20 Years of Showing Security Matters

Life in the post-9/11 world means security technologies, systems, services and skills are more critical than ever before.

20 Years of Showing Security Matters

(Image: Sergii Figurnyi - stock.adobe.com)

Note: This column was originally published September 2011.

Sept. 11, 2001 is one of those dates everyone remembers precisely where they were and what they were doing. When the horrifying images of jetliners crashing into New York’s World Trade Center towers began to stream across every TV screen in America, people on the East Coast had just begun their workdays while those in the West were still rolling out of bed.

Being in California, I was among the latter, only having undergone lower back surgery I was chiefly confined to a prone position. Like our nation, my recovery would prove to be a long and arduous process that continues today. The days leading up to 9/11 were the only period during my 23 years with SSI in which I had to take extended leave for health reasons.

Oddly enough though, during my previous employment as a newswire editor I found myself in similar predicaments for two other high-profile events. Immobilized with back pain, I watched the Rodney King-related L.A. riots unfold on TV in 1992 as I laid flat on a mattress on the floor of my living room, and again two years later during the O.J. Simpson car chase.

Those situations were all-the-more surreal given the sirens blaring outside my home during the riots and seeing helicopters passing by my window in pursuit of O.J. As you can see, no good comes when my back gives out.

With my condition becoming more chronic and severe with sciatica symptoms affecting my left leg during ISC West in March 2001, I turned to surgery as a last resort. The first procedure in August that year failed to take, and so just three weeks later I had to again go under the knife — yes, back-to-back back surgeries. And the second one had complications.

Unfortunately, I am no better off today, but I have learned to cope and am no worse. Of course, my personal ordeal pales in comparison to those of the thousands directly affected by the tragic events of 9/11.

My closest link to the losses was having made the acquaintance of WTC Security Director Douglas Karpiloff, who perished when the towers collapsed, during a tour I took of the facility in 1999 (see photos here).

But my spinal troubles have called for two qualities families of the victims, survivors and rescue personnel have demonstrated in spades — resiliency and resolve. From that I find inspiration to face my own challenges, which is a tribute to them.

Once I reconciled the chaos and confusion of what had transpired with the attacks, the overwhelming feelings I was left with were anguish and anger. As a member of the media, I was afforded a platform to channel that rage to express my thoughts about the situation. But much more importantly, I was an agent of the security industry — and that empowered me to contribute directly to the effort to help keep Americans safer.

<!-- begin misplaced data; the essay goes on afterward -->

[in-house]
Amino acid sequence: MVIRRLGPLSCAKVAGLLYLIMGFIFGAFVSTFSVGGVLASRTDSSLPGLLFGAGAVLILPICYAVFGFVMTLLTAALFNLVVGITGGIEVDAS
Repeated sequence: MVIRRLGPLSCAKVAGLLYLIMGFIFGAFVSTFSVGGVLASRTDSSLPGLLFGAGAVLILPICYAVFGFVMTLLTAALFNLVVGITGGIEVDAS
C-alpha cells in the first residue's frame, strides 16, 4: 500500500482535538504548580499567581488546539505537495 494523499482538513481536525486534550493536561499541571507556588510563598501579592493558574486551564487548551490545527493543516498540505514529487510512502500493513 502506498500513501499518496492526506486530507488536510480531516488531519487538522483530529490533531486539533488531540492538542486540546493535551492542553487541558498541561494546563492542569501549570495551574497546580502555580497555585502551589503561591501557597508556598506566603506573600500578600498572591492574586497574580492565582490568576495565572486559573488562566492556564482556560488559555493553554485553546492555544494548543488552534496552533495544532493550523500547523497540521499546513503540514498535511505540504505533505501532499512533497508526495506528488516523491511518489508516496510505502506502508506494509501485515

As fellow security professionals, this is a mission we all share, and in which we take tremendous pride. And rightly so because, sad as it may be, life in the post-9/11 world means security technologies, systems, services and skills are more critical than ever before.

Those capabilities combined with attributes like vigilance, determination and dedication have allowed our industry to play a key role in preventing atrocities approaching the magnitude of 9/11 from taking place on U.S. soil 20 years after the catastrophe.

We must concede the grim reality that there is only so much we can do since funding can limit the extent of our solutions, antiterrorism tactics intersect and overlap but ultimately exceed the reach of security on the evildoer continuum, and random and/or spontaneous acts of violence can be unpredictable and virtually impossible to prevent.

Nevertheless, there remains so much we can — and must — do. While it’s true we have been fortunate not to have experienced a comparable incident the past 20 years, I certainly don’t consider it, as some do, to be luck. It is largely the result of a strategic, committed and unified effort.

Regardless of which strata of the security industry you fall into, know you are vital to this cause and to be commended for its success. Now let’s get busy repeating the feat for the next 20 years.

About the Author

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Scott Goldfine is Editor-in-Chief and Associate Publisher of Security Sales & Integration. Well-versed in the technical and business aspects of electronic security (video surveillance, access control, systems integration, intrusion detection, fire/life safety), Goldfine is nationally recognized as an industry expert and speaker. Goldfine is involved in several security events and organizations, including the Electronic Security Association (ESA), Security Industry Association (SIA), Security Industry Alarm Coalition (SIAC), False Alarm Reduction Association (FARA), ASIS Int'l and more. Goldfine also serves on several boards, including the SIA Marketing Committee, CSAA Marketing and Communications Committee, PSA Cybersecurity Advisory Council and Robolliance. He is a certified alarm technician, former cable-TV tech, audio company entrepreneur, and lifelong electronics and computers enthusiast. Goldfine joined Security Sales & Integration in 1998.

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